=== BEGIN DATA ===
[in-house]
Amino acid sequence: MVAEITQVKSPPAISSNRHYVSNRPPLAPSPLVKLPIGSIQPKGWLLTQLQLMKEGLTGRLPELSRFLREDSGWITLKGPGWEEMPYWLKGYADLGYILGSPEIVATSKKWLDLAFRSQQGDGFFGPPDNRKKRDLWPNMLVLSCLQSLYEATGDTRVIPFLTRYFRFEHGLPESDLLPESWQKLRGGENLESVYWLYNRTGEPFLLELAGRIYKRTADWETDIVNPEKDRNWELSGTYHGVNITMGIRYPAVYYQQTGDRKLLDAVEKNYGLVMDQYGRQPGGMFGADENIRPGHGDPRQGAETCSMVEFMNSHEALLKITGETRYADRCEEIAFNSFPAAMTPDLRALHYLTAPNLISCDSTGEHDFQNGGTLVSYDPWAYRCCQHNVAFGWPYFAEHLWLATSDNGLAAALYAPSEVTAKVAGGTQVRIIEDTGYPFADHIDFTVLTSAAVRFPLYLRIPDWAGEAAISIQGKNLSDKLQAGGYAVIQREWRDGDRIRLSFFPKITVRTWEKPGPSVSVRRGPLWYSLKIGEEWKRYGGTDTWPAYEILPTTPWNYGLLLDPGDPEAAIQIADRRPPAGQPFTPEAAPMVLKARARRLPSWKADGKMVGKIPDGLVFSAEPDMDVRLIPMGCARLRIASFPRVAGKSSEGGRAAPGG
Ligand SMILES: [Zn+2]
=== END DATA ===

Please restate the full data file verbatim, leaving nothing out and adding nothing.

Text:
[in-house]
Amino acid sequence: MVAEITQVKSPPAISSNRHYVSNRPPLAPSPLVKLPIGSIQPKGWLLTQLQLMKEGLTGRLPELSRFLREDSGWITLKGPGWEEMPYWLKGYADLGYILGSPEIVATSKKWLDLAFRSQQGDGFFGPPDNRKKRDLWPNMLVLSCLQSLYEATGDTRVIPFLTRYFRFEHGLPESDLLPESWQKLRGGENLESVYWLYNRTGEPFLLELAGRIYKRTADWETDIVNPEKDRNWELSGTYHGVNITMGIRYPAVYYQQTGDRKLLDAVEKNYGLVMDQYGRQPGGMFGADENIRPGHGDPRQGAETCSMVEFMNSHEALLKITGETRYADRCEEIAFNSFPAAMTPDLRALHYLTAPNLISCDSTGEHDFQNGGTLVSYDPWAYRCCQHNVAFGWPYFAEHLWLATSDNGLAAALYAPSEVTAKVAGGTQVRIIEDTGYPFADHIDFTVLTSAAVRFPLYLRIPDWAGEAAISIQGKNLSDKLQAGGYAVIQREWRDGDRIRLSFFPKITVRTWEKPGPSVSVRRGPLWYSLKIGEEWKRYGGTDTWPAYEILPTTPWNYGLLLDPGDPEAAIQIADRRPPAGQPFTPEAAPMVLKARARRLPSWKADGKMVGKIPDGLVFSAEPDMDVRLIPMGCARLRIASFPRVAGKSSEGGRAAPGG
Ligand SMILES: [Zn+2]